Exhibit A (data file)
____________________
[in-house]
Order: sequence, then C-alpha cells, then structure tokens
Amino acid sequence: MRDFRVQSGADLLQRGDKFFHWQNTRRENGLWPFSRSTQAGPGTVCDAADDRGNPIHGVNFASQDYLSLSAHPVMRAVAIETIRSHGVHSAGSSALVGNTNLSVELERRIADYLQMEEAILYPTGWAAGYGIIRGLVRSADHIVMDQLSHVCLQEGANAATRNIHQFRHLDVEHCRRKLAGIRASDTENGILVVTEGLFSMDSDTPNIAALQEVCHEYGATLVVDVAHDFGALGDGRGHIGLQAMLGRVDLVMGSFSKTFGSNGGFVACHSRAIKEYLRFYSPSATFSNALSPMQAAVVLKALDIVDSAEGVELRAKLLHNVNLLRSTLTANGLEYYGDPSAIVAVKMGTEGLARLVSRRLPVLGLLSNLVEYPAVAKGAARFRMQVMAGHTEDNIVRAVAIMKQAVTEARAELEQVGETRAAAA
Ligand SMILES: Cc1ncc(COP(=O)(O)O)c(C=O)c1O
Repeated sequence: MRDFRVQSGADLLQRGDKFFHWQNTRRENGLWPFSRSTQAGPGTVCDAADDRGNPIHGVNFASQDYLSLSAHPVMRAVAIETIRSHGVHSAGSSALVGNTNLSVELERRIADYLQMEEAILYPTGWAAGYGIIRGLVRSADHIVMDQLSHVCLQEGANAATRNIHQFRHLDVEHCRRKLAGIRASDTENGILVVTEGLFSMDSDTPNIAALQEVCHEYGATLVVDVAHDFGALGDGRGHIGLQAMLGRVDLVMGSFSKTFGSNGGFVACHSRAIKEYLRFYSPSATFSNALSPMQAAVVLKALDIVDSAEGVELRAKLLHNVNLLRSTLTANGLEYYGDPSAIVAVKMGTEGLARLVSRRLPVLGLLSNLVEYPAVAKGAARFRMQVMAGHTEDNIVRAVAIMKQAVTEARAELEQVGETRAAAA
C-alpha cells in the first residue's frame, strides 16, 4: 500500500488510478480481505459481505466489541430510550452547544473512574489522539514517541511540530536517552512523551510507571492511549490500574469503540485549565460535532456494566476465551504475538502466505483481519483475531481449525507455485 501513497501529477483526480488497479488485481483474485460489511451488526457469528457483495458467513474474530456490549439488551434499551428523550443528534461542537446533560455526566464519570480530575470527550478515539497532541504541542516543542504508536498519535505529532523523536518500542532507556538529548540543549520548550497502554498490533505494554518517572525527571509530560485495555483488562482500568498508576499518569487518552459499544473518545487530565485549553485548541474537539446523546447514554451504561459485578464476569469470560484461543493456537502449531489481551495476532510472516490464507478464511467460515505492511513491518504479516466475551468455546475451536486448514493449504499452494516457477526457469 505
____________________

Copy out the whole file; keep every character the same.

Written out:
[in-house]
Order: sequence, then C-alpha cells, then structure tokens
Amino acid sequence: MRDFRVQSGADLLQRGDKFFHWQNTRRENGLWPFSRSTQAGPGTVCDAADDRGNPIHGVNFASQDYLSLSAHPVMRAVAIETIRSHGVHSAGSSALVGNTNLSVELERRIADYLQMEEAILYPTGWAAGYGIIRGLVRSADHIVMDQLSHVCLQEGANAATRNIHQFRHLDVEHCRRKLAGIRASDTENGILVVTEGLFSMDSDTPNIAALQEVCHEYGATLVVDVAHDFGALGDGRGHIGLQAMLGRVDLVMGSFSKTFGSNGGFVACHSRAIKEYLRFYSPSATFSNALSPMQAAVVLKALDIVDSAEGVELRAKLLHNVNLLRSTLTANGLEYYGDPSAIVAVKMGTEGLARLVSRRLPVLGLLSNLVEYPAVAKGAARFRMQVMAGHTEDNIVRAVAIMKQAVTEARAELEQVGETRAAAA
Ligand SMILES: Cc1ncc(COP(=O)(O)O)c(C=O)c1O
Repeated sequence: MRDFRVQSGADLLQRGDKFFHWQNTRRENGLWPFSRSTQAGPGTVCDAADDRGNPIHGVNFASQDYLSLSAHPVMRAVAIETIRSHGVHSAGSSALVGNTNLSVELERRIADYLQMEEAILYPTGWAAGYGIIRGLVRSADHIVMDQLSHVCLQEGANAATRNIHQFRHLDVEHCRRKLAGIRASDTENGILVVTEGLFSMDSDTPNIAALQEVCHEYGATLVVDVAHDFGALGDGRGHIGLQAMLGRVDLVMGSFSKTFGSNGGFVACHSRAIKEYLRFYSPSATFSNALSPMQAAVVLKALDIVDSAEGVELRAKLLHNVNLLRSTLTANGLEYYGDPSAIVAVKMGTEGLARLVSRRLPVLGLLSNLVEYPAVAKGAARFRMQVMAGHTEDNIVRAVAIMKQAVTEARAELEQVGETRAAAA
C-alpha cells in the first residue's frame, strides 16, 4: 500500500488510478480481505459481505466489541430510550452547544473512574489522539514517541511540530536517552512523551510507571492511549490500574469503540485549565460535532456494566476465551504475538502466505483481519483475531481449525507455485 501513497501529477483526480488497479488485481483474485460489511451488526457469528457483495458467513474474530456490549439488551434499551428523550443528534461542537446533560455526566464519570480530575470527550478515539497532541504541542516543542504508536498519535505529532523523536518500542532507556538529548540543549520548550497502554498490533505494554518517572525527571509530560485495555483488562482500568498508576499518569487518552459499544473518545487530565485549553485548541474537539446523546447514554451504561459485578464476569469470560484461543493456537502449531489481551495476532510472516490464507478464511467460515505492511513491518504479516466475551468455546475451536486448514493449504499452494516457477526457469 505